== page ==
A question came up during an intense discussion among pre-published and published authors at Midsouth SCBWI conference (see blog for all the good stuff) in Nashville: Does a writer ever outgrow writing conferences?
My answer is YES.
But that's not to say a writer ever stops learning. Just that once you've broken into the industry, you have all sorts of other avenues to feed that growth.
Writing conferences open the door, but over a writer's lifetime, I don't think writing conferences have the power to sustain. Ultimately, writing conferences serve beginners best. And even though every writing organization I've been associated with strives to keep writers coming back, I think that energy is really misplaced. We should be courting the beginners and pushing the more accomplished out the nest. Tiers like SCBWI's PAL membership only serve to divide the membership, when the whole point is to support and educate budding careers.
Also, there is something to be said for the the turnover of power in these organizations. The fastest way for a group to become stale and useless is to maintain the same leadership over the course of many years. We need new voices, new ideas, new energy. Which means the more established writers should of course make themselves available as mentors, but should also move out and on.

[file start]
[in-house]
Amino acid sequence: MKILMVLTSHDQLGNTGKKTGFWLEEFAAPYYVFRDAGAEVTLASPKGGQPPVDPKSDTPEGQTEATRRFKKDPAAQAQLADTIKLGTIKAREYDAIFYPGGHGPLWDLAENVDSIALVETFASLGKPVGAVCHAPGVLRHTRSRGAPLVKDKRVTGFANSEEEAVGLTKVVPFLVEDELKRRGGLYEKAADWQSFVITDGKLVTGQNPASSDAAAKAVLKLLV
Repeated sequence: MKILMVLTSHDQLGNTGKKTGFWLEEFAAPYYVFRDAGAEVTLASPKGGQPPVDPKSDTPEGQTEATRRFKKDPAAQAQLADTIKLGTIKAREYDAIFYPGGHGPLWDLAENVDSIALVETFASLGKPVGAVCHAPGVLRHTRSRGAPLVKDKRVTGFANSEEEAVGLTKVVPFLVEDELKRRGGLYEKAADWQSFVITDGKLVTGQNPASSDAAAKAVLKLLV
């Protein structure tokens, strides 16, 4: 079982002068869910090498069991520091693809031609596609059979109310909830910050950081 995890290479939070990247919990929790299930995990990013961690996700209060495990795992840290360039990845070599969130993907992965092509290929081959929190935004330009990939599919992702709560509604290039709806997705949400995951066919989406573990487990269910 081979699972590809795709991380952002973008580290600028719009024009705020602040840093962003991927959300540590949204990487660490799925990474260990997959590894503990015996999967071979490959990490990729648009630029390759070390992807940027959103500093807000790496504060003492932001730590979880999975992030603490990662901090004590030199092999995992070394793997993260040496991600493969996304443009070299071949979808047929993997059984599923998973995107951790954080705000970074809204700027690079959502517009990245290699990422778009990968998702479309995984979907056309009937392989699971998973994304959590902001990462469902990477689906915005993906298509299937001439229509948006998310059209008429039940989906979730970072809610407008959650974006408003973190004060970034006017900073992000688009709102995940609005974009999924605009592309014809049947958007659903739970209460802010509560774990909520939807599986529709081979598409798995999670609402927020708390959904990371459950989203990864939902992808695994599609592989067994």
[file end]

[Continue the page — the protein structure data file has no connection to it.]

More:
I got much of my education on craft and industry through attending writing conferences, so I continue to be wildly grateful for their existence. But I realized this weekend that the best thing for me to do now is to offer my chair to someone else.
Take it. It's yours. And if you need any help... give me a holler. And to my dear writing friends who have also outgrown conferences, two words: WRITING RETREAT. I am so there!!